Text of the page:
Plains Folk, a commentary devoted to life on the great plains of North America, is now a special weekly feature on Main Street. Written by Tom Isern of West Fargo, North Dakota, and read in newspapers across the region for years, Plains Folk venerates fall suppers and barn dances and reminds us that “more important to our thoughts than lines on a map are the essential characteristics of the region–the things that tell what the plains are, not just where they are.” You can hear Plains Folk once a week during Main Street, weekdays at 3 pm CT with a repeat at 7 pm CT.
To read more Plains Folk commentaries, click on the “archives” link.
Two years ago a couple of students at North Dakota State University decided to find the oldest book in the library. The work that surfaced was The Government of Cattell, a treatise in animal husbandry by one Leonard Mascal, published in London in 1627. Not much is known about the author. A terse catalog [...]
It was not a matter of clinical depression, but I will say that the closure last year of the NDSU Archives, including the collections of the Institute for Regional Studies, left a gap in my life. The closure was to allow for a complete relocation of the archives to a facility long known as the [...]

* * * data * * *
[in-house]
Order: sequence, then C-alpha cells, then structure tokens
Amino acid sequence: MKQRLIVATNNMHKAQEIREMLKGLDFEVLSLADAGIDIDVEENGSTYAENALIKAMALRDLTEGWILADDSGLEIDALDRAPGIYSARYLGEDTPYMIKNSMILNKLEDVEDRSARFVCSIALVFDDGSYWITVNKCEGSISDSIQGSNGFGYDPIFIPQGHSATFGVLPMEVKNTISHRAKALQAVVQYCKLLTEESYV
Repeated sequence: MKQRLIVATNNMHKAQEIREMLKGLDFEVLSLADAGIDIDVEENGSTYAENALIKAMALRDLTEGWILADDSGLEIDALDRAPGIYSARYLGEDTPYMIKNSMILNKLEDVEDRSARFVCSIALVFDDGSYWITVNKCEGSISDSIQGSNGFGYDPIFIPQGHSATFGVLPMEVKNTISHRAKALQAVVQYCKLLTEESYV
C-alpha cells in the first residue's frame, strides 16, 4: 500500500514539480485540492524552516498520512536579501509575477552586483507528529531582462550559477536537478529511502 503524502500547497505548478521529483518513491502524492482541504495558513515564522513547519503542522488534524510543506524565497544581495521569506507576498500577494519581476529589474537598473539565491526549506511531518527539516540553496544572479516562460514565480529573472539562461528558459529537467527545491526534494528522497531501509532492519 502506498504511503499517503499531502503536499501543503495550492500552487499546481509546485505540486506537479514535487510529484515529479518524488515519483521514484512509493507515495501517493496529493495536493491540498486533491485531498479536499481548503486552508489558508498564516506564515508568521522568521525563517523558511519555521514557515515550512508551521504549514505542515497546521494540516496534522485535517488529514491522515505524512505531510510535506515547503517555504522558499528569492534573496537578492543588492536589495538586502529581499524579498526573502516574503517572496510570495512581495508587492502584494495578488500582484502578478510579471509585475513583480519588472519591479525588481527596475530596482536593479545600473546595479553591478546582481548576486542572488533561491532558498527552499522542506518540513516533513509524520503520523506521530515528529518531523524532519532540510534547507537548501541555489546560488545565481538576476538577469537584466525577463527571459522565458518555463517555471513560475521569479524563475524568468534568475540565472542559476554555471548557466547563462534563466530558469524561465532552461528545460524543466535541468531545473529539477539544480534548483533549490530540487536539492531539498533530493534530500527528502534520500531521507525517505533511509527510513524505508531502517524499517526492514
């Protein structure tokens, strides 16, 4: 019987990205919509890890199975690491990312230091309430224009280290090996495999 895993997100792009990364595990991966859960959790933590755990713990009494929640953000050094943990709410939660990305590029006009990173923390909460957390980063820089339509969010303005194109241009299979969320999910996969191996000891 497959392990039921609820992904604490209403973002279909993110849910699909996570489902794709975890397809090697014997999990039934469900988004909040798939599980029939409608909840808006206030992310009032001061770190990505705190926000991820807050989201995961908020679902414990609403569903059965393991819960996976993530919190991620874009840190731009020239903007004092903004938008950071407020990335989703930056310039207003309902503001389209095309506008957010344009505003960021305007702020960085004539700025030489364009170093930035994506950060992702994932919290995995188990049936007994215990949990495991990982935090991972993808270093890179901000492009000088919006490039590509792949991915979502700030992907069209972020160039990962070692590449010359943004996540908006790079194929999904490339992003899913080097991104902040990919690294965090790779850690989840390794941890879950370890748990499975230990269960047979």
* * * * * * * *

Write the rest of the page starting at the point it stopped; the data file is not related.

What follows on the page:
Stew Magnuson, a mild-mannered editor from Virginia, is pulled to the prairies by two lines. The first is a line of descent, as he takes pride in his ancestral roots in western Nebraska. The second is a red line on a roadmap, the one designated Highway 83. Magnuson is a self-described “highway buff.” His [...]
This year we mark the 150th anniversary of the Battle of Killdeer Mountain, the Gettysburg of the Plains. I have been using that phrase, “Gettysburg of the Plains,” mainly as an attention-getter, but if pressed, I will stand by it. As with the Battle of Gettysburg, in the Battle of Killdeer Mountain, the fates of [...]
Given the virtually perfect success rate for wells drilled in the Bakken today, it is easy to forget the number of dry holes punched in the northern prairie over the past century. The biggest one, says the petroleum industry’s first academic chronicler in North Dakota, is historical. Clarence A. Herz entitles the initial chapter of [...]
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